Thursday, February 06, 2020


Red Rose by Masaaki Komori
 “It is an absolute human certainty that no one can know his own beauty or perceive a sense of his own worth until it has been reflected back to him in the mirror of another loving, caring human being.”
John Joseph Powell, The Secret of Staying in Love

Aberrations or deviant behaviour, as they call it, are not easily accepted. But, as humans, we naturally seek bonds beyond conventions. It is our basic desire to connect with people at deep levels, to grow together, share ideas, thoughts and plans. We all seek people to fallback on, to rely upon in our weak times. We aspire to achieve together as well as to feed our souls. As a normal human being, we seek multi-dimensional growth. Material well being is to be supplemented by expanding and expressing our inner worlds for best of life. And somewhere, we desire to be prioritized and cared for without judgements.. We do not wish to feel lonely.

More often than not, we are never taught to communicate, manage and address these basic needs. Actually, there exists no fixed formula to deal with it and we have to rely on our 'guts' to identify our 'go to' people. The people we consider safe repositories. Its high stakes and fraught with risks, for we are seeking to be understood. Its a matter of trust and fractures often lead to crumbling, collapses and losses, specially when support and help are not provided even on asking. Ironically, on the contrary, cultures have normalised shamming for expressing our deeper selves and it becomes terrible when the shamming comes from our close bonds. It shakes the foundations of our connections. Lack of support and invalidation of our beliefs, which may or may not match with others', become caustic life experiences. We try to navigate through it all and reclaim lost peace. And it is not an easy task. Sometimes, it feels like a lost cause, a big lie!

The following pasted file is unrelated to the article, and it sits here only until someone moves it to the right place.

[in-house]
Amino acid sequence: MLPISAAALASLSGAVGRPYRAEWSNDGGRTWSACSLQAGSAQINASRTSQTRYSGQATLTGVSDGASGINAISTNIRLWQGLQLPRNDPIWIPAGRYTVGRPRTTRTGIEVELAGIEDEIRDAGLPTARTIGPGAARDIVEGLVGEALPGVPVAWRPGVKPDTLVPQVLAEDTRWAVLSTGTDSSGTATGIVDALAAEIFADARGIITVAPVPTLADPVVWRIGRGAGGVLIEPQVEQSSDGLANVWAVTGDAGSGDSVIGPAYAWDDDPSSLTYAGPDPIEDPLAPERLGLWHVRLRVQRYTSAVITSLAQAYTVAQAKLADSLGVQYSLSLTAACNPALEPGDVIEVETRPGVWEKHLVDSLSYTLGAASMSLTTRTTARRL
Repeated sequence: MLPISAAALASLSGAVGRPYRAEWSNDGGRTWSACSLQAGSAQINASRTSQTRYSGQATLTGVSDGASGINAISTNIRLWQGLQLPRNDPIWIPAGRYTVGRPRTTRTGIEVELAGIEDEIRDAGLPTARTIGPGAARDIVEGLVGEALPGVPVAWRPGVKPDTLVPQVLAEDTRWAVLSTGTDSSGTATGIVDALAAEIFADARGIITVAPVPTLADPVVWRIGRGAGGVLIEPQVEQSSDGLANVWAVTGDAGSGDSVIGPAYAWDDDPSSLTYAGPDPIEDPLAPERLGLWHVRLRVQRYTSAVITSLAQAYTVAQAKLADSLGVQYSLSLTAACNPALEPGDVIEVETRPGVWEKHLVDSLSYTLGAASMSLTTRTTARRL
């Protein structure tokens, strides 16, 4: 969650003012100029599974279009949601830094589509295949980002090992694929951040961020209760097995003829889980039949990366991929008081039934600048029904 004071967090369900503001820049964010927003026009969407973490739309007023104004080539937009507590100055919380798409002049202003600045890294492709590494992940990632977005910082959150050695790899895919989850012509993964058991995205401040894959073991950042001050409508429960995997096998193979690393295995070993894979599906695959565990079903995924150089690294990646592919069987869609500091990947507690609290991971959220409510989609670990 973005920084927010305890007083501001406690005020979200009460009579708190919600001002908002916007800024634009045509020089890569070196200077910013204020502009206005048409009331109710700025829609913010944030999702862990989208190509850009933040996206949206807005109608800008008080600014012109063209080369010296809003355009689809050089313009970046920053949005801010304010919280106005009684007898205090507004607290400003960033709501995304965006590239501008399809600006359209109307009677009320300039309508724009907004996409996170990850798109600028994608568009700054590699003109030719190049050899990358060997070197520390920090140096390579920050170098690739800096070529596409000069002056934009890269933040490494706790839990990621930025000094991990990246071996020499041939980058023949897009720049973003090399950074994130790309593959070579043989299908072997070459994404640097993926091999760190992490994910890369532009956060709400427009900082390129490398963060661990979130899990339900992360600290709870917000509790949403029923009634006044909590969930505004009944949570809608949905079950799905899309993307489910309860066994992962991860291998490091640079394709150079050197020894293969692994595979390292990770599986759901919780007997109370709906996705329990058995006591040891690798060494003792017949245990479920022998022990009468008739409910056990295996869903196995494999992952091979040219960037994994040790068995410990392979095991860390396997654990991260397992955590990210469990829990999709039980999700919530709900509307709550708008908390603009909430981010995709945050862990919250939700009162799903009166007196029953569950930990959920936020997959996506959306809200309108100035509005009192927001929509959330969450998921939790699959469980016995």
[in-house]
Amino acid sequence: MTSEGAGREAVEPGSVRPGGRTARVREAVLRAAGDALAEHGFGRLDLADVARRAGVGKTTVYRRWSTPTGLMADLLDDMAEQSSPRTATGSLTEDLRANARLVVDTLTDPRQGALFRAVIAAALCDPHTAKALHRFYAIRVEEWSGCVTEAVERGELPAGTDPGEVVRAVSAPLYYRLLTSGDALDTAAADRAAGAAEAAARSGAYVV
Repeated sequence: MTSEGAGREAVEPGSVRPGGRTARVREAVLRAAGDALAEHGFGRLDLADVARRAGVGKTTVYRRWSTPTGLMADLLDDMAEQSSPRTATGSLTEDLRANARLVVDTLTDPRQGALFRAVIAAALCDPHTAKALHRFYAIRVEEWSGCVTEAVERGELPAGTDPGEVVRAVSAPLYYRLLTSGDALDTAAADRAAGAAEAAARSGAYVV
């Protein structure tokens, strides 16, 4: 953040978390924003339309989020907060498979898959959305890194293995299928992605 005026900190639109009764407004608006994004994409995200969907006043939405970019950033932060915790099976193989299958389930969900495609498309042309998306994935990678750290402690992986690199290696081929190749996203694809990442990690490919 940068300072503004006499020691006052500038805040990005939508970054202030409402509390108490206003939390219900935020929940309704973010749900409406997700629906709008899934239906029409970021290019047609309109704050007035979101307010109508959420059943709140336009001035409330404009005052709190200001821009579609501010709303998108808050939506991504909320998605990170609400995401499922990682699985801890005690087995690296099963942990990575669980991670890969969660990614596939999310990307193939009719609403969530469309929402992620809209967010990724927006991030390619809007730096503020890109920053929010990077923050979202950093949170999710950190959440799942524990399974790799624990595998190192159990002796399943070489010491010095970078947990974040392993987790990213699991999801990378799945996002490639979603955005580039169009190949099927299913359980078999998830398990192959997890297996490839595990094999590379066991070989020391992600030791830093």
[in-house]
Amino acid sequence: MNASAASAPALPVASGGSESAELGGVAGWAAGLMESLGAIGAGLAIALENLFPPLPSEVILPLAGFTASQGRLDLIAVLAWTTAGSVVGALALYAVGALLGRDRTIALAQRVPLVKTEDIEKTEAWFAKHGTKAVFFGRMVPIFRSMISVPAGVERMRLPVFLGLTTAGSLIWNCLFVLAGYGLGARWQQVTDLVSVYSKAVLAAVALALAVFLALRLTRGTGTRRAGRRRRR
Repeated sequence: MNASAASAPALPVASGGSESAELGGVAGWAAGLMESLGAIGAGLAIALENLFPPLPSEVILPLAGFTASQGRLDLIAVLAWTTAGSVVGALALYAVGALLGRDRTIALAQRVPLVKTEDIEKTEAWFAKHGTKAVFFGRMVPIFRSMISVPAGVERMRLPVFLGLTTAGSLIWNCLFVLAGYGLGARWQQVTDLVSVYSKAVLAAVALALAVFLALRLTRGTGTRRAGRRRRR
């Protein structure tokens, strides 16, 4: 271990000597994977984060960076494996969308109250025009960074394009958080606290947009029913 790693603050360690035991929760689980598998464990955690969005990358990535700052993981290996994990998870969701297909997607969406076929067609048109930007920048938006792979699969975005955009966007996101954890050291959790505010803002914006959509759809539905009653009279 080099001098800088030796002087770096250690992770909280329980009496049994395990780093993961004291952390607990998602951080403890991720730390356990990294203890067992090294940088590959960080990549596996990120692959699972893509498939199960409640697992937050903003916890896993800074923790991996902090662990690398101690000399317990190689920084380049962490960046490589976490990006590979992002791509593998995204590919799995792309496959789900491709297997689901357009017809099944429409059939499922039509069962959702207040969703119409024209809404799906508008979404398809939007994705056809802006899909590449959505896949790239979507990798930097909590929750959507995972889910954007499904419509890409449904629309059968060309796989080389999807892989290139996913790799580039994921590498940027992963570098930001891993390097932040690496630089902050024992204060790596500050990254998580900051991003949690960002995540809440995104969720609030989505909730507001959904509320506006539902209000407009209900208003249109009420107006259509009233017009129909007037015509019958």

But being intrinsic to our existence and nature, the need for a true connection manifests itself. Again and again, in our subconscious behaviour? These can be interpreted negatively, specially when their is blocking of communication. You realise you should have invested cautiously. And of course, the process shall face challenges, internal and external. Your experiences have also taught you to screen connections, shortlist beautiful ones and invest in people. You have also learnt to seek help, when required. Still fiascos happen. Things break and you weep. It is part of your journey. It is never easy to forgo living people, but once in a while you have to. It often occurs to your head, "Whether it was good to let the secondary treatment continue? Was that test important?" Ugly, as they may seem, some actions are sheer necessity. And in the process if someone blames you for doing the necessary, they may as well be the collateral damage. In the end we learn, "Being alone is always better than feeling lonely among your 'friends'".